Fifth Estate Collective
About this Issue

This issue’s theme--The Psychology of Freedom--comes to the reader without pretension or self-righteousness. We are not trying to instruct others on how they should conduct themselves in their personal or collective lives. Rather, we feel it is important to explore the anti-authoritarian ideals we often project onto society from the inside of our communities and lives.


Various Authors

Six billion healthy people?

I read with some surprise EB Maple’s letter (see FE 370, Fall 2005) regarding an article I wrote which was published in the Winter 2005 issue of the Fifth Estate.

Maple writes: “The standard issue primitivism of the article’s message appeals to me in many ways...” Thanks, a rather condescending way to agree with some aspects of my vision, but an acknowledgment nevertheless.


Fifth Estate Collective
Contents of print edition

FIFTH ESTATE #371, Winter, 2006, Vol. 40, No. 4

5 Letter from New Orleans

15 Psychic Liberation 6P the Almost Revolution

17 The War Against Imagination

20 No Borders

22 Retalin at Fifty

25 Poisoning the Poor

29 Psychology of Empire

30 Passion Fruit

27, 32–33, 37–38 Reviews

34 Both Sides Now


John Clark
Letter from New Orleans Reclusian Reflections on an Unnatural Disaster

The following letter was sent to an International Conference on Elisee Reclus, the 19th century anarchist geographer and political theorist. The conference, which was held in Milan on October 12–13, was one of several planned for 2005 to celebrate the 175th anniversary of Reclus’ birth and the 100th anniversary of his death. I was invited to do a presentation but couldn’t leave New Orleans to attend. Fortunately, our electricity, which had been out for almost six weeks, resumed shortly before the conference, and I was able to write the letter hastily and find a place to email it. It arrived in Milan the day before the conference and was read during the proceedings, and it will be translated and published in the Italian anarchist magazine Libertaria.


Elizabeth Underwood
America Meet New Orleans

We live in a time and culture that does not understand, value, or manifest personal responsibility. The general doctrine is that even if you betray the rules of your religious practice you’ll be forgiven your digressions when you die, if you ask nice.

So, what happens when you combine a deeply entrenched culture of anarchy and individual responsibility with a political system, bureaucracy, cultural climate that is currently breaking records for its utter lack of introspection or capacity to admit mistakes? New Orleans meet America.


Chuck 0
Post-Katrina Anarchy Works; Government Fails

After the disaster that struck the Gulf Coast in the wake of Hurricane Katrina, during the total failure of the government response, the first health services available in New Orleans were set up by anarchists and local residents.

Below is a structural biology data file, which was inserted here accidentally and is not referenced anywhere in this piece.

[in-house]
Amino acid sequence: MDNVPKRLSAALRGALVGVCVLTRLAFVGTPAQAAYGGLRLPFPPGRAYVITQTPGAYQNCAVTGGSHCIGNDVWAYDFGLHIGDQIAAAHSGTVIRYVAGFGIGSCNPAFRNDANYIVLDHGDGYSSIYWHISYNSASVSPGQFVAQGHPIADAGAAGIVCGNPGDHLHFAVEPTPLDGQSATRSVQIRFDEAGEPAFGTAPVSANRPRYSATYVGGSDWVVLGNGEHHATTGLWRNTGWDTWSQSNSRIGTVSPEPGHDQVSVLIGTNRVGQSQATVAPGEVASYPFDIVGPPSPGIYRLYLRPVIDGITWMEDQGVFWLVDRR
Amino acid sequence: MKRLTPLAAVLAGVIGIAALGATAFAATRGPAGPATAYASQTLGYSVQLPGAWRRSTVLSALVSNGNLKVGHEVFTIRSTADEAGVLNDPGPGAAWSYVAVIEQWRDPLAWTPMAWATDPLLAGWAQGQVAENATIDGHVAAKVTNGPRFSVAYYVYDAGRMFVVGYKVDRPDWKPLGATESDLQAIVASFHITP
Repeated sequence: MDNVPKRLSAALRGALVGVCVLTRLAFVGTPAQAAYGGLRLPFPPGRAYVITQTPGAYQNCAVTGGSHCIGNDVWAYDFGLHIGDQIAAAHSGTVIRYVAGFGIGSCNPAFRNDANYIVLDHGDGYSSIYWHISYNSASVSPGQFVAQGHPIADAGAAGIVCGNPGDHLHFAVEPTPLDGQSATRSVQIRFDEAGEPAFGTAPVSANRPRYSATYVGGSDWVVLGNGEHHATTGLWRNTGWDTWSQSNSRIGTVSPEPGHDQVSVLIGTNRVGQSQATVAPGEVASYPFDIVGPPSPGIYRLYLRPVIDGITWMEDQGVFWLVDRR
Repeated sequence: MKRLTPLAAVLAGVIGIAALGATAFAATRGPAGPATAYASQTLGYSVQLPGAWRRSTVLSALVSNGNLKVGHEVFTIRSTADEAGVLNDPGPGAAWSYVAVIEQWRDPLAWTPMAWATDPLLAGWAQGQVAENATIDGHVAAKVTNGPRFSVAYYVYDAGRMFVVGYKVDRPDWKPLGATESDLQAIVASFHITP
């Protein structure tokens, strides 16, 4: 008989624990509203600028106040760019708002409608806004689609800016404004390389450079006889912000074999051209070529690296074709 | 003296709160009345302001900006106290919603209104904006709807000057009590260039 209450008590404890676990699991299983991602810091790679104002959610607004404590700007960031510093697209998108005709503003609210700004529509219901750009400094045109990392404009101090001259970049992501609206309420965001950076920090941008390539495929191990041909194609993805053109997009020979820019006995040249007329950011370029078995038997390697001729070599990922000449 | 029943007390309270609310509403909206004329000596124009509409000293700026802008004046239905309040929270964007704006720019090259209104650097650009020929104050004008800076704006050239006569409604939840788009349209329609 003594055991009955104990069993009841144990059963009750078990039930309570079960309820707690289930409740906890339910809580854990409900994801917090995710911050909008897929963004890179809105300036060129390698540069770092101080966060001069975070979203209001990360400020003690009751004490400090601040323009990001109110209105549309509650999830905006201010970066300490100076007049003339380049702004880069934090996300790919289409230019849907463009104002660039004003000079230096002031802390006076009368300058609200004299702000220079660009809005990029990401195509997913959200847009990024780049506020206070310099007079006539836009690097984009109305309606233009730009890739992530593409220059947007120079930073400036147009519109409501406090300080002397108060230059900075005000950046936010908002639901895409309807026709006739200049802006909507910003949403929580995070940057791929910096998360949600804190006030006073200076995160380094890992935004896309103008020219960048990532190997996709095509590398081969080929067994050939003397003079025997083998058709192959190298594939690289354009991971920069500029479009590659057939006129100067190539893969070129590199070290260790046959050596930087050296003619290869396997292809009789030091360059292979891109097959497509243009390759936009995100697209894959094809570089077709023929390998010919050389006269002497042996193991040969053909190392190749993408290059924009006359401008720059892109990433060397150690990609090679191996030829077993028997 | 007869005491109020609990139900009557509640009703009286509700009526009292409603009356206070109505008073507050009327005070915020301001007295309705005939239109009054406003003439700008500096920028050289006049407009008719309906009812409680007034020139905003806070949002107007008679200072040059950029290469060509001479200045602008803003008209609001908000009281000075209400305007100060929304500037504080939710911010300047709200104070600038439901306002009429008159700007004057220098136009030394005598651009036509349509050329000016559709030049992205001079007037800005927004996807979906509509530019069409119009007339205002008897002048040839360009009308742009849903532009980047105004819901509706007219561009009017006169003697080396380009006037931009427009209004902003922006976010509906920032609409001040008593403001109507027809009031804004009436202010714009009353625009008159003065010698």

The hub of this mutual aid effort was the Common Ground clinic, operated from a mosque in the Algiers neighborhood by former Black Panther, Malik Rahim, local residents, out-of-town anarchists and other radical activists. While local, state and federal governments were in a state of chaos and incompetence, neighbors organized their own spontaneous mutual aid, helping to rescue people from flooded homes and procuring food and supplies. Even some bars in the French Quarter established themselves as DIY relief centers.


Holly Jean
Psychic Liberation & the Almost Revolution

If you mention France, May 1968 today, you’re probably met with a shrug or a blank look. It’s easy to dismiss the ten million workers and students who went on general strike and the virtual shutdown of the French state as an historic blip. Another failed revolution.

But for the people who took part in those events, much more was going on--something besides a political uprising. Possibility bloomed. First hand accounts speak of a wave of mental liberation and spontaneous joy, with a sense that the old order of business had become obsolete overnight. How did reality shift so quickly into this new, liberated mood?


The Paris Group of the Surrealist Movement
“Warning Lights” On the Recent Riots in France

Excerpted from a longer statement, November 2005

For three weeks, in the ghettos of the poor suburbs, on the outskirts of the outskirts, thousands of cars were burned, public utilities devastated, troops of police deliberately attacked.

This is a movement without explicit demands. This is a movement impossible to reduce to ethnic or racial demands.


Icarus Descending
Technology, Kids, and Autonomy The War Against Imagination

In a classroom of five and six-year olds, I witness moments each day that vividly illuminate the tension and conflict within young minds struggling to understand their exposure to culture through mass media.